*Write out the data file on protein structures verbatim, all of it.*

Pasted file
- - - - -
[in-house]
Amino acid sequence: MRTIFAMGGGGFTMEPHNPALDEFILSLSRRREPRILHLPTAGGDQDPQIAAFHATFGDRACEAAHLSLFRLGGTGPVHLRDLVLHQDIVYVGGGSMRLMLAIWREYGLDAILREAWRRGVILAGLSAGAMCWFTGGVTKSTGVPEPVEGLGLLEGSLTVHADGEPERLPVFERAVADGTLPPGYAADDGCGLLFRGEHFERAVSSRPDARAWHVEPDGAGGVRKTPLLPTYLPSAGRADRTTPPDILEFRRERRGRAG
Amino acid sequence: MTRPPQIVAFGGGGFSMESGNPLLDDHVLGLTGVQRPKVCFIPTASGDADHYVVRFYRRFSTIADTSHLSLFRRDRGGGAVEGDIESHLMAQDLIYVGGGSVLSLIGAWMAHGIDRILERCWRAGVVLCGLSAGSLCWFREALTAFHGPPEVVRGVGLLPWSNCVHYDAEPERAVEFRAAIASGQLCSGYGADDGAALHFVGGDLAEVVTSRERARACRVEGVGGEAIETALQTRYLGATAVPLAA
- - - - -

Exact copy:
[in-house]
Amino acid sequence: MRTIFAMGGGGFTMEPHNPALDEFILSLSRRREPRILHLPTAGGDQDPQIAAFHATFGDRACEAAHLSLFRLGGTGPVHLRDLVLHQDIVYVGGGSMRLMLAIWREYGLDAILREAWRRGVILAGLSAGAMCWFTGGVTKSTGVPEPVEGLGLLEGSLTVHADGEPERLPVFERAVADGTLPPGYAADDGCGLLFRGEHFERAVSSRPDARAWHVEPDGAGGVRKTPLLPTYLPSAGRADRTTPPDILEFRRERRGRAG
Amino acid sequence: MTRPPQIVAFGGGGFSMESGNPLLDDHVLGLTGVQRPKVCFIPTASGDADHYVVRFYRRFSTIADTSHLSLFRRDRGGGAVEGDIESHLMAQDLIYVGGGSVLSLIGAWMAHGIDRILERCWRAGVVLCGLSAGSLCWFREALTAFHGPPEVVRGVGLLPWSNCVHYDAEPERAVEFRAAIASGQLCSGYGADDGAALHFVGGDLAEVVTSRERARACRVEGVGGEAIETALQTRYLGATAVPLAA